He had just left a home that I had rented. I had literally waved goodbye to him as a family of parrots sang overhead. When the men who kidnapped Danny discovered that he was Jewish and had Israeli ancestry, they murdered him. And his last words were, “I am Jewish. My father is Jewish. My mother is Jewish.” That amazing young man died because these men thought his identity put a target on his back. Not once in this country, did I feel that awful sectarianism that took my friend’s life. Not once did I grow up, even growing up in West Virginia, did I feel that bigotry and that systemic racism that the critical race theory people like to talk about. I only knew it on June 7th, 2020, when our principal, sent us an email and told us that we, the minority parents, the mostly Asian, mostly immigrant parents, of [Thomas Jefferson High School], had to check our privilege…
…just because our kids happened to be in this school. And she challenged the colonial mascot that was a mascot. We have in the chat, one parent Suparna Datta, who came to this country, just like I did, as an immigrant with dollars in her pocket. And over this past year, we have faced this, this doctrine that’s called Critical Race Theory. All of these pages have now become worksheets, curriculum, just like Mr. Rossi described. They have become the stuff that is separating and segregating our children using, just as we heard earlier, fancy words like “affinity groups”. But what I want to tell you all is that we have remarkable, brave parents standing up and fighting back, Suparna, Harry, Glen, Yoo-Yeon, parents in our Northern Virginia community who have taken to protest with an American flag, and they have gone to court.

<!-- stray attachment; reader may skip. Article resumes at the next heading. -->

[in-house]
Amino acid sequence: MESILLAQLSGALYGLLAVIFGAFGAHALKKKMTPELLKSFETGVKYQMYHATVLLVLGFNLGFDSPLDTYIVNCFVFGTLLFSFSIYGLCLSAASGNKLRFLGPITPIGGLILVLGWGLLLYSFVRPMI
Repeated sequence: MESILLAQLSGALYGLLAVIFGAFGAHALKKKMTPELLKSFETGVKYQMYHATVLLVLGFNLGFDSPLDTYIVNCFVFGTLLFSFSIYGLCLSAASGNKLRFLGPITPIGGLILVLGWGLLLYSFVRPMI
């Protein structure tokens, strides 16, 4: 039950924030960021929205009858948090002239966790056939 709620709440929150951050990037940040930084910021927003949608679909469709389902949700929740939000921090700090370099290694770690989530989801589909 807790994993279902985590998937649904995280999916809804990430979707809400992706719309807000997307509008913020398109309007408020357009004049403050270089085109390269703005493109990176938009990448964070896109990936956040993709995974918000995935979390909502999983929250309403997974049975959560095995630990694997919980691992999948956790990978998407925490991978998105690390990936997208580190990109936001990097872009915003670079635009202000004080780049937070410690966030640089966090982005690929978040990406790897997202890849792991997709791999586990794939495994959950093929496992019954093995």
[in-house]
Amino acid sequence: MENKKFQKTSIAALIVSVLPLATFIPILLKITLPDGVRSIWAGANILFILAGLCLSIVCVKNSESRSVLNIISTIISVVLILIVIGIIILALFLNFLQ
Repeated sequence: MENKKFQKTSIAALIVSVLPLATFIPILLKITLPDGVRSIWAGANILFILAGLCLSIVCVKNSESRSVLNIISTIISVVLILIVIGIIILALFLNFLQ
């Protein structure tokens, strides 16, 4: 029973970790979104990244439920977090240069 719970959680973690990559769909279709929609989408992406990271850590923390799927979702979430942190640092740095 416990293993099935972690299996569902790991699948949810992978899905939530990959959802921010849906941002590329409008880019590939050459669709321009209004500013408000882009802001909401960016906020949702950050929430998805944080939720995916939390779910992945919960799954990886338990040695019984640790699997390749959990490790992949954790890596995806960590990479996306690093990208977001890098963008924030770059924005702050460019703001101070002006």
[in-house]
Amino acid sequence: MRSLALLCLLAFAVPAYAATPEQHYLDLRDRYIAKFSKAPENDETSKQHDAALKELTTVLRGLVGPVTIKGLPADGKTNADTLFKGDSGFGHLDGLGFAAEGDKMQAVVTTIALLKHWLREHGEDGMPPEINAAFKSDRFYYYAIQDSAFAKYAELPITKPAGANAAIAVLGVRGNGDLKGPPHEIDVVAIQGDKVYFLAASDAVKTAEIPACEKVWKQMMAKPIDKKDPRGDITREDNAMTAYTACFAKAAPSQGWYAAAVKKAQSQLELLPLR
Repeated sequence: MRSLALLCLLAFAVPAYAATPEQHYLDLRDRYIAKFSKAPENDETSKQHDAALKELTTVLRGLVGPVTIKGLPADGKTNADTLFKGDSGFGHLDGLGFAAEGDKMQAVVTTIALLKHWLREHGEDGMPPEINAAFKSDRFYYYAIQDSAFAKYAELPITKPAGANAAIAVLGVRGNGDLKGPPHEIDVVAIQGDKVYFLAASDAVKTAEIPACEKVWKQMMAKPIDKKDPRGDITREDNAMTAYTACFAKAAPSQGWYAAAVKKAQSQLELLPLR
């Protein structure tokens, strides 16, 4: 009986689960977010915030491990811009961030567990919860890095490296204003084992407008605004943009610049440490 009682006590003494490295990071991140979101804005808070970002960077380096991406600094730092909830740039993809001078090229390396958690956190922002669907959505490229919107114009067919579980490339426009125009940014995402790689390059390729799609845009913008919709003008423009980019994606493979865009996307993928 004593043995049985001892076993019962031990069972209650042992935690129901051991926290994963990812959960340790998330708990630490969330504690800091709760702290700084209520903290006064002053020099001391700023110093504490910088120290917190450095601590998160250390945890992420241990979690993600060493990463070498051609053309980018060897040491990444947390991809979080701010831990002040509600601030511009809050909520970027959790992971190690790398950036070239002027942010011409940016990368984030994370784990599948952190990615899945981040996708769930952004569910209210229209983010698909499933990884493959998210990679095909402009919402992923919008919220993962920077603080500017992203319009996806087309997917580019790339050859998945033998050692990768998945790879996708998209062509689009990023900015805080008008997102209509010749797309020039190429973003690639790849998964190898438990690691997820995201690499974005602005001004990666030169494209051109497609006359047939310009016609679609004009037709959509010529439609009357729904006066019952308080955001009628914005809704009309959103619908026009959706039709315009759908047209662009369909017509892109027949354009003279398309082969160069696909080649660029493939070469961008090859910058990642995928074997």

And as you just heard, we have gone to court, and we have [fought] this racial discrimination that took away the merit based test at our school in the name of Critical Race Theory. It’s racist against Asians. And I have good news. Just on Friday, we won sanding. We, the parents who started as a Facebook group, we won standing, and we are going to go to court. And from the bench, the judge ruled and said everybody knows that this policy is race-based.
And what is driving all of this? White Fragility, How to be an Antiracist. I listened to Ibram Kendi for that hour that the Barrington, Rhode Island council sponsored him to speak. And he railed against the kind of beautiful America that we have learned to appreciate…
I want everybody to know that we are resisting in shadows, and we are fighting back, and I want to support all of you. And we want all of you to know that you’re not alone, that wherever you stand up with moral courage, we’re with you. So, thank you so much for all having such courage…
Ian Rowe, Resident Fellow at the American Enterprise Institute (26:14):
The identities, the hats I wear are as a member of 1776 Unites, and I have to call in my compatriot, Wilfred Reilly, who is also a member of 1776 Unites. And if you’re not familiar with that initiative, it’s a black-led, nonpartisan, and intellectually diverse alliance of writers, thinkers, activists, really crafting solutions to our country’s greatest challenges in education, family, upward-mobility. It was launched in February of 2020 by civil rights veteran, Robert Woodson, and a number of black leaders who acknowledge America’s history of racial discrimination.
We recognize that there are pathways that have been taken by millions of black people past and present who are not bound by a defeatist ideology that we consider Critical Race Theory. And we’re determined to spark a movement to liberate tens of millions of Americans of all races to become agents of their own uplift and transformation by embracing the true values of our country.